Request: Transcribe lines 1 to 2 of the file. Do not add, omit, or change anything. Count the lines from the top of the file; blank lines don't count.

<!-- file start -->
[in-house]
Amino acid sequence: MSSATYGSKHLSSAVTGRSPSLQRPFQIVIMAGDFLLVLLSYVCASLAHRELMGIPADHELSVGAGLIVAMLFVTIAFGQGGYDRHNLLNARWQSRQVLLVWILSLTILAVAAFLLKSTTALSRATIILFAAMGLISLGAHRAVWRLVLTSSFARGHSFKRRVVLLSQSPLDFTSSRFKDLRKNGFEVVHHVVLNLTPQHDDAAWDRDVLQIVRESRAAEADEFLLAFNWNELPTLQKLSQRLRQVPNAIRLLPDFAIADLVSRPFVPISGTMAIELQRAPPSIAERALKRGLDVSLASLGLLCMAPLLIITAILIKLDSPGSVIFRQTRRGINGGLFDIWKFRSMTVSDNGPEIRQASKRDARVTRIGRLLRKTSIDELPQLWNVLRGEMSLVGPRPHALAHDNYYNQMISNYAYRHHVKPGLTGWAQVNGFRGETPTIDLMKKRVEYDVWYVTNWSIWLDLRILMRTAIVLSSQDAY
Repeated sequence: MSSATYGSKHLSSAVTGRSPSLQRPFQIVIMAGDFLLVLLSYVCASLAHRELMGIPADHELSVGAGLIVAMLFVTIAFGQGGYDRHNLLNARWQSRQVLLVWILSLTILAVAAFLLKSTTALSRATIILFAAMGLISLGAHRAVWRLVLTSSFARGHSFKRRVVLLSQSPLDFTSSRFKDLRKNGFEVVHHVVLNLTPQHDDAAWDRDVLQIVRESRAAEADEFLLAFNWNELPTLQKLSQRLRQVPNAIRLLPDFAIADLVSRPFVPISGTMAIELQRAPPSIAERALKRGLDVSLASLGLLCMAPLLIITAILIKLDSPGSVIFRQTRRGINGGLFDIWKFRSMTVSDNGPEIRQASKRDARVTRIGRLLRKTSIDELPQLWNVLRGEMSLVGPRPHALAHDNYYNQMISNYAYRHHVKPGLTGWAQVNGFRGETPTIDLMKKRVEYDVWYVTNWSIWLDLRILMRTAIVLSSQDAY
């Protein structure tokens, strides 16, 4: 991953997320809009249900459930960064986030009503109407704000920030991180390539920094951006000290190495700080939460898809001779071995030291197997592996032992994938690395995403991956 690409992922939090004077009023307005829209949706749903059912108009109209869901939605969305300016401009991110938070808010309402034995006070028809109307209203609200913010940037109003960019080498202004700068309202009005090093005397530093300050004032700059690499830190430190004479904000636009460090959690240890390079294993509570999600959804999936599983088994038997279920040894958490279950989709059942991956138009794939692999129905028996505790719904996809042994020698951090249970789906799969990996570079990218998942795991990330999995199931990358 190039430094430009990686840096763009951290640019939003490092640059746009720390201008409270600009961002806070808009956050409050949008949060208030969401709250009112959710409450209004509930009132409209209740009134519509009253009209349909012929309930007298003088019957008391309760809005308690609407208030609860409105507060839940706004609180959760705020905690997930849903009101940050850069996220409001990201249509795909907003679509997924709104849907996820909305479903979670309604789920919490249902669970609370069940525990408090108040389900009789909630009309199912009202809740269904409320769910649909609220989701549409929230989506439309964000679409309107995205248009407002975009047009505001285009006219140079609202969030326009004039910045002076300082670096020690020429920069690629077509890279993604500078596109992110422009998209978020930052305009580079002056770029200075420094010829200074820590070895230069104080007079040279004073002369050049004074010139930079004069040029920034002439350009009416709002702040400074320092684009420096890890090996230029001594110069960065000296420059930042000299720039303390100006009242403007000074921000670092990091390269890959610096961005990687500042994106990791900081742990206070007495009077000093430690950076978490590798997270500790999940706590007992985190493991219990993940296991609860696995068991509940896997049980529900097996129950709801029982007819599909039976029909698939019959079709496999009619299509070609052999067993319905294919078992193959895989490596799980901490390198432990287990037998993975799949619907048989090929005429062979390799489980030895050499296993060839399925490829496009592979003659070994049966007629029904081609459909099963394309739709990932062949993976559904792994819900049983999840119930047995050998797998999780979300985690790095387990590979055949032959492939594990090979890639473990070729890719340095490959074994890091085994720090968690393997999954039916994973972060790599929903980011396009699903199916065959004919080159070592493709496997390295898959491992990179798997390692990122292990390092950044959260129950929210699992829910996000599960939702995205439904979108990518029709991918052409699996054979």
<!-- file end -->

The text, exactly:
[in-house]
Amino acid sequence: MSSATYGSKHLSSAVTGRSPSLQRPFQIVIMAGDFLLVLLSYVCASLAHRELMGIPADHELSVGAGLIVAMLFVTIAFGQGGYDRHNLLNARWQSRQVLLVWILSLTILAVAAFLLKSTTALSRATIILFAAMGLISLGAHRAVWRLVLTSSFARGHSFKRRVVLLSQSPLDFTSSRFKDLRKNGFEVVHHVVLNLTPQHDDAAWDRDVLQIVRESRAAEADEFLLAFNWNELPTLQKLSQRLRQVPNAIRLLPDFAIADLVSRPFVPISGTMAIELQRAPPSIAERALKRGLDVSLASLGLLCMAPLLIITAILIKLDSPGSVIFRQTRRGINGGLFDIWKFRSMTVSDNGPEIRQASKRDARVTRIGRLLRKTSIDELPQLWNVLRGEMSLVGPRPHALAHDNYYNQMISNYAYRHHVKPGLTGWAQVNGFRGETPTIDLMKKRVEYDVWYVTNWSIWLDLRILMRTAIVLSSQDAY